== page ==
Rakuten acquires Viki for $200 million
The first time I heard about Viki was when Darien Brown, back then co-founder of YongoPal, told me about the startup off the record. That must have been in 2010 or maybe 2011, a long time ago if you count in startup years.
Back then, they were working on the angel round with Dave McClure’s 500 Startups and Darien said that this would be huge. Actually Viki already was kind of huge back then, showing tremendous community growth.
Viki is a great example for the power of communities around shared interest and content. Users spending hours on the platform to translate TV shows and other videos including time tagging the subtitles. Of course, there are also users who take care of quality control etc – all non-paid work. The return is basically the work of the other users and Viki’s growing library of content.
We wrote a review of the site over on Fair Languages if you want to dive deeper into the process of translating South Korean soap operas.
From the business point of view Viki is probably one of the startups that followed the rule “it’s easier to ask for forgiveness than for permission”. Instead of trying to make deals with the content owners from the start, Viki proved that they could add value by offering crowdsourced translation services based on (probably illegal) content on the Internet. Thanks to Viki’s huge community the platform can now offer translation services not only at a competitive price but also in a short period of time.
It is hard to say what Rakuten is going to do with the platform and its community but the power of such a global network of unpaid translators is pretty disruptive. So it’s no surprise that Google was among the potential bidders though I predict that Duolingo is their acquisition target.
Here is another reason why some people don’t want physical textbooks to go away: you can make some nice cash on the side. Students have sold their used textbooks to the next generation for decades, something that won’t be possible with digital textbooks as most models now involve time limited rental and DRM.
But that’s not the story of the week. Between 2008 and 2010 at least four school districts in Los Angeles were victims of a group of school librarians, office technicians, a campus supervisor and others who sneaked out textbooks only to then resell them to the schools they originally came from in some cases. All in all the group cashed in around $200.000 before they got caught. Corey Frederick, a “businessman” and the mastermind behind the scheme now faces 19 years in prison.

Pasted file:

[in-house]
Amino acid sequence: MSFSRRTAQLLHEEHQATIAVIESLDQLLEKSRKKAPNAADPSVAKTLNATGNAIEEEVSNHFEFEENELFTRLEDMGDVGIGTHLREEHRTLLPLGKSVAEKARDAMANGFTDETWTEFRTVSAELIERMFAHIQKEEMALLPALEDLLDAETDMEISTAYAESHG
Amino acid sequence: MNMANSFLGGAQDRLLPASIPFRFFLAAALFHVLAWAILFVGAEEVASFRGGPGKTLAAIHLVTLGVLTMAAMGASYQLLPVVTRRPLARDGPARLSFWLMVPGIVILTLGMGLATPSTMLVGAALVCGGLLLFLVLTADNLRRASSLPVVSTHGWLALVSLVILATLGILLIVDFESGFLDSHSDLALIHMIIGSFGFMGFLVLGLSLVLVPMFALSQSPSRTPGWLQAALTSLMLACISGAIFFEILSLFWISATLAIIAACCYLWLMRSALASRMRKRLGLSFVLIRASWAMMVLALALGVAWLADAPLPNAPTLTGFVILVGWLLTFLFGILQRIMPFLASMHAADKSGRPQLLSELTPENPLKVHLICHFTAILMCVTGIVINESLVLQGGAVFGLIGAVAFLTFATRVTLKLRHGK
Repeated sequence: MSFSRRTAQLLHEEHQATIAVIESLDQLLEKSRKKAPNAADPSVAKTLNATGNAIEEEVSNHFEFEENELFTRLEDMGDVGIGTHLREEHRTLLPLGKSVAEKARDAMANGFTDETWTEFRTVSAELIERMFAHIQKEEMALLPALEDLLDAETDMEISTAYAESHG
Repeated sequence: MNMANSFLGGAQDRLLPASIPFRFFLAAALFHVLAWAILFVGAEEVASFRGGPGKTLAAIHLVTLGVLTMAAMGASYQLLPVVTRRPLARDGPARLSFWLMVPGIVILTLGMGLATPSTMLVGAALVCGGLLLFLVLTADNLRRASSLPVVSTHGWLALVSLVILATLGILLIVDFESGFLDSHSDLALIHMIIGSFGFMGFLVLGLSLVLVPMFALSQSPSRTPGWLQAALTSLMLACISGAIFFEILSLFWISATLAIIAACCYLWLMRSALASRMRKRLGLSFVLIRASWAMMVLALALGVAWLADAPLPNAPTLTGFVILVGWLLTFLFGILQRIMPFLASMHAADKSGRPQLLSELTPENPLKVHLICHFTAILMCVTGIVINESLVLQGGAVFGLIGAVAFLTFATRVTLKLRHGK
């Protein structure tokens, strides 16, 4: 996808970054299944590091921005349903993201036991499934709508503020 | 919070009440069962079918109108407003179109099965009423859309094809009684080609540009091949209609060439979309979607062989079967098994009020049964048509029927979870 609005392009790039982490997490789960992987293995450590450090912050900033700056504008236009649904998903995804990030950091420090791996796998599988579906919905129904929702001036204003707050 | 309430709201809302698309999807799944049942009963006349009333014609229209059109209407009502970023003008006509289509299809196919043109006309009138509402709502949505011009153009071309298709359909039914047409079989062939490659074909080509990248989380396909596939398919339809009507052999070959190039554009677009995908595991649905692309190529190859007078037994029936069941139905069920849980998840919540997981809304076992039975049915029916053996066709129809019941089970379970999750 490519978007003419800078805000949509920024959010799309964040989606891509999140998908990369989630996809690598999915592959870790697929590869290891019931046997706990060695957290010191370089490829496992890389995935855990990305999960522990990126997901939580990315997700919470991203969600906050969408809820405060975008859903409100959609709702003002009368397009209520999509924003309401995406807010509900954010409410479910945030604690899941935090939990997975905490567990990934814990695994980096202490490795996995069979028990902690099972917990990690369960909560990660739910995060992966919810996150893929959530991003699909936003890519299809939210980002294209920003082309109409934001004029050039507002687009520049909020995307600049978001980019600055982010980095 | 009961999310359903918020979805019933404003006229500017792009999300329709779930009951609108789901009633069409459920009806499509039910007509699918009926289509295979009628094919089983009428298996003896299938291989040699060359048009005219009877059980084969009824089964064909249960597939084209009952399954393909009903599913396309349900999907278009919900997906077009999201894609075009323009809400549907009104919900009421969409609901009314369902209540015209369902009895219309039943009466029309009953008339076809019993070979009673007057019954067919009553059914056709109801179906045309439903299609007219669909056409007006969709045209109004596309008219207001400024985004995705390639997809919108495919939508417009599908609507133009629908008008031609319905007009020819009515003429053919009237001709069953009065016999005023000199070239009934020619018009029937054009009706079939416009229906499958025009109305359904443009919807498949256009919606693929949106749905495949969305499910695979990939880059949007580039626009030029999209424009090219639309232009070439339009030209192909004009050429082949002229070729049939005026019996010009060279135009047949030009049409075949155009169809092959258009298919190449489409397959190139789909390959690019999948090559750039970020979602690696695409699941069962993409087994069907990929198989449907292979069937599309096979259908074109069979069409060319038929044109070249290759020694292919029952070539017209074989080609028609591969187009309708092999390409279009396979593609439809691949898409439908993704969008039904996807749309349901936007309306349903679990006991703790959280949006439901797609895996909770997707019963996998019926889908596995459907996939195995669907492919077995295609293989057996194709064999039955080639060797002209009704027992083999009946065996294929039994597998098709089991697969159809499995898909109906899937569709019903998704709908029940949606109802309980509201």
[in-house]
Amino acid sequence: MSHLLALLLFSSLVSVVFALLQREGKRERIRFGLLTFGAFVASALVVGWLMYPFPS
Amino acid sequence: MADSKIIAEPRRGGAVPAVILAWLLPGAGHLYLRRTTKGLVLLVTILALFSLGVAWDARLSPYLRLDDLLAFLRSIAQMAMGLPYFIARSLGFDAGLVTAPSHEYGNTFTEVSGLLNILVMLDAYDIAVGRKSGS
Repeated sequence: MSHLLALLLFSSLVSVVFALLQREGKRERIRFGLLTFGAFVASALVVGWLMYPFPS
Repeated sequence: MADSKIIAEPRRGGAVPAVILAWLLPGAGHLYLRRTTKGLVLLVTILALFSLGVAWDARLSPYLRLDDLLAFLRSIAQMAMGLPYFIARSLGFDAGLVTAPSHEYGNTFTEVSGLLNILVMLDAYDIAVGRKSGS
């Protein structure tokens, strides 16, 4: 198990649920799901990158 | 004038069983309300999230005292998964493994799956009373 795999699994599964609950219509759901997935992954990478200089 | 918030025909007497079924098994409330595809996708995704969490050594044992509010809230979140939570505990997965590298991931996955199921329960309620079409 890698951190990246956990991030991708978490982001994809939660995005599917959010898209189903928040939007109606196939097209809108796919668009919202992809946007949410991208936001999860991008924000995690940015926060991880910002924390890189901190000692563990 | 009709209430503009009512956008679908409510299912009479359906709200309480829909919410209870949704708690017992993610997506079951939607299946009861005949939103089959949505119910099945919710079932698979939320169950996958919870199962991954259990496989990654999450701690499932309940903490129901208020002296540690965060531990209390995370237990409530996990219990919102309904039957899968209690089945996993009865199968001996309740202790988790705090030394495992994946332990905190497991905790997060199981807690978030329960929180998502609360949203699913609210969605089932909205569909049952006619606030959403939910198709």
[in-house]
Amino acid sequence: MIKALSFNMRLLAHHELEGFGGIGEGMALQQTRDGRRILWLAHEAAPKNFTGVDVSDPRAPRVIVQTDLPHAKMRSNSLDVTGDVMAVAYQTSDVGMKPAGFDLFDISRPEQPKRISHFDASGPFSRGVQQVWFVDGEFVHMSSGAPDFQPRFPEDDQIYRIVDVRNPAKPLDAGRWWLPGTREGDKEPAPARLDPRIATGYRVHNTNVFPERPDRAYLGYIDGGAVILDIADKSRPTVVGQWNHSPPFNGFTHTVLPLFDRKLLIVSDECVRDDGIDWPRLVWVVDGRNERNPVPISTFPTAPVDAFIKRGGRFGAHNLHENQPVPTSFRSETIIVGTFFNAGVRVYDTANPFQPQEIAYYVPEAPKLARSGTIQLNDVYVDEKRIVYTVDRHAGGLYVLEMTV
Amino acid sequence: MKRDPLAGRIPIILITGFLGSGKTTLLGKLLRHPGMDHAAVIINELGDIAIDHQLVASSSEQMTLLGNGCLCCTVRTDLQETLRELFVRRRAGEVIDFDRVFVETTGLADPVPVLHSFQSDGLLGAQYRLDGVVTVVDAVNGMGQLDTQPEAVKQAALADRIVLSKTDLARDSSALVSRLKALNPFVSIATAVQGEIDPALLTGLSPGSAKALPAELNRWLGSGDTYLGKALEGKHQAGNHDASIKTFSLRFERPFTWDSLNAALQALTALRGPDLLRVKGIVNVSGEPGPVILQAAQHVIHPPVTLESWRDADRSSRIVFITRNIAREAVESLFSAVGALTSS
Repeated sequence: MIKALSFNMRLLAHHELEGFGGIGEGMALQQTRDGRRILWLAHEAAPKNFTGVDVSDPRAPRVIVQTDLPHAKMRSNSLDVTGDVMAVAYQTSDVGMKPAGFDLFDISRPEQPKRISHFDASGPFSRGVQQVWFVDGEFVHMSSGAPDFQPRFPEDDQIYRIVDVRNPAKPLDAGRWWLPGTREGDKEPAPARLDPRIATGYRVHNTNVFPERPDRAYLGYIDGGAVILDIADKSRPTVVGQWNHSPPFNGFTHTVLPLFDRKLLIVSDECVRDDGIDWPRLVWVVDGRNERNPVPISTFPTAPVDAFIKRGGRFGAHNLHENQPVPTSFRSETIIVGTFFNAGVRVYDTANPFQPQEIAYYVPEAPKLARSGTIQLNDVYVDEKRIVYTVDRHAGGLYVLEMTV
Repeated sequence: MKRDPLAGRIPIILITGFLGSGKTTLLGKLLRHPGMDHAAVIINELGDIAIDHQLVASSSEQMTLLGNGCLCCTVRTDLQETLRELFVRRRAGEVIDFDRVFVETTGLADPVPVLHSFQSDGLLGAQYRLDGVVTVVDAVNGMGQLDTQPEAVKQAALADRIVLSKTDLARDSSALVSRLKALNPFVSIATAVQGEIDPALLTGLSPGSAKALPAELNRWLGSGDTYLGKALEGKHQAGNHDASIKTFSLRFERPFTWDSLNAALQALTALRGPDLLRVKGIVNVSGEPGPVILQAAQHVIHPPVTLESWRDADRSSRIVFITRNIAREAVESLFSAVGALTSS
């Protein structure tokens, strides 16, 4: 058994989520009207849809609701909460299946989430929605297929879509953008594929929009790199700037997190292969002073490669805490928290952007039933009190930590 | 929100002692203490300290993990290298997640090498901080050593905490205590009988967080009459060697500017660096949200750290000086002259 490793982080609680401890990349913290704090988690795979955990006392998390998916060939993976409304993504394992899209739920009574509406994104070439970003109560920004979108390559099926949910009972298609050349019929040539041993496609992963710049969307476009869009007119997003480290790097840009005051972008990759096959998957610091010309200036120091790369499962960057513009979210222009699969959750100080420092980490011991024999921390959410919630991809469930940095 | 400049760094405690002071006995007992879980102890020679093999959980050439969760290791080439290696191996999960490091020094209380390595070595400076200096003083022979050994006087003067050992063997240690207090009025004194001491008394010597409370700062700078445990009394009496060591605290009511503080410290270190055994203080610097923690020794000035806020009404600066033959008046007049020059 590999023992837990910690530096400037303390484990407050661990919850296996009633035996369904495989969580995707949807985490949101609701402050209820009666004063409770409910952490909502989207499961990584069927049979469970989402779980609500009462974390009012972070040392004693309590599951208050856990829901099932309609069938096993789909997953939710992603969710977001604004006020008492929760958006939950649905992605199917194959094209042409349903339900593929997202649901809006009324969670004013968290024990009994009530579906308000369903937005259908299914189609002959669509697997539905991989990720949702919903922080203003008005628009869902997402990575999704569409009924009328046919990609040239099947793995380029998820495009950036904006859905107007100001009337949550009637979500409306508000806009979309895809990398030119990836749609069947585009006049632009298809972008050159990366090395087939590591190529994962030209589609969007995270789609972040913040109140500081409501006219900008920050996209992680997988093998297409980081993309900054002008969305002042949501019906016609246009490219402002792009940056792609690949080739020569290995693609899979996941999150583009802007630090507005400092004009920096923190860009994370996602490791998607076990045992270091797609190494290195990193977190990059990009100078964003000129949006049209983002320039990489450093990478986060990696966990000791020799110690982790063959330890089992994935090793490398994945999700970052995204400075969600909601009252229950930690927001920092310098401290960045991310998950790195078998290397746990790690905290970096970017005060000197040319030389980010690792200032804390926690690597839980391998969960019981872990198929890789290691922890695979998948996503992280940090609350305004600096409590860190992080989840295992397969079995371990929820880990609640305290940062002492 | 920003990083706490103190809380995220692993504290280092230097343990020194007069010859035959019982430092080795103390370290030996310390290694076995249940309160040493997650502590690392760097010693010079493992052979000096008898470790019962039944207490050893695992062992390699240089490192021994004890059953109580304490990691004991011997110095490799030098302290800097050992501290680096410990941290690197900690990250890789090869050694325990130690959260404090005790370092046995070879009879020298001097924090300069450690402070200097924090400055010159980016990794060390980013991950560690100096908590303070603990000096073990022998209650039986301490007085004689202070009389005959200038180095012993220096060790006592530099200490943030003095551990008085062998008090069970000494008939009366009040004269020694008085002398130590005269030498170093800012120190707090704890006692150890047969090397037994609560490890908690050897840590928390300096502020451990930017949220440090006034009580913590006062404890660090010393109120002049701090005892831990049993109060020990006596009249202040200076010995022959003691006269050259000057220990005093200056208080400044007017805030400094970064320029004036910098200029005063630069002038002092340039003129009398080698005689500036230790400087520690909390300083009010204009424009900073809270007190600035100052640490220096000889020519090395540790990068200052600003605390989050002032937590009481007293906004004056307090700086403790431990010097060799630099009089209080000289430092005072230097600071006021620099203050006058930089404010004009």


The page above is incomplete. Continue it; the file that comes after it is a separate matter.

In other textbook news 9to5Mac reports that iOS 7 is going to feature textbooks in the iBooks store. Lately, there have been quite some reports on how people use their smartphones and interestingly more people read books on phones than tablets. So adding textbooks to the mix makes sense, I guess. End of July digital textbook platform Inkling debuted their iPhone app.
The Socratic Labs Soap Opera
Last but not least, I want to talk briefly about the Socratic Lab train wreck that played out over the week. If you are into this kind of stuff (I admit that I have enjoyed the drama quite a bit) you should definitely go back and read the post that started it all on David Cohen’s blog.
Here is a short rundown of the events. Cohen published an anonymous email in which a founder describes his/her horrible experiences in another incubator in juicy details. Although Cohen said he took out all the identifying content of the email it took the Internet basically no time at all to identify the accelerator in question, New York based Socratic Labs, the awefull director, Heather Gilchrist and the anonymous founder, Julian Miller of Learnmetrics. The story was so effed-up, it even made it on Valleywag.
Now there is of course a lot of he-said-she-said and I cannot judge who is right, who is wrong and what actually happened at Socratic Labs. But one thing’s for sure: this is a clear sign of an edtech incubator bubble.
Betsy Corcoran pointed out in her piece on edSurge that
Very much like many startup companies, Socratic has been a “lean startup.”
I think, this mindset is a recipe for disaster and comes close to the saying “The blind leading the blind”. Sure, another saying tells you that it is enough to be the smartest person in the room but in this situation that was clearly not the case, at least not for Julian Miller.
You cannot run such a program coming from a startup and simply hope for the best. At this part of the post I wanted to point out that Socratic Labs could possibly learn something about web design from their incubated startups etc, but interestingly the website now redirects to Socratic’s much better looking Angellist profile. A pun lost.
I am sure that this won’t be the last story about the rapidly growing accelerator and incubator scene. Places are limited in the established programs while the number of edtech founders is growing.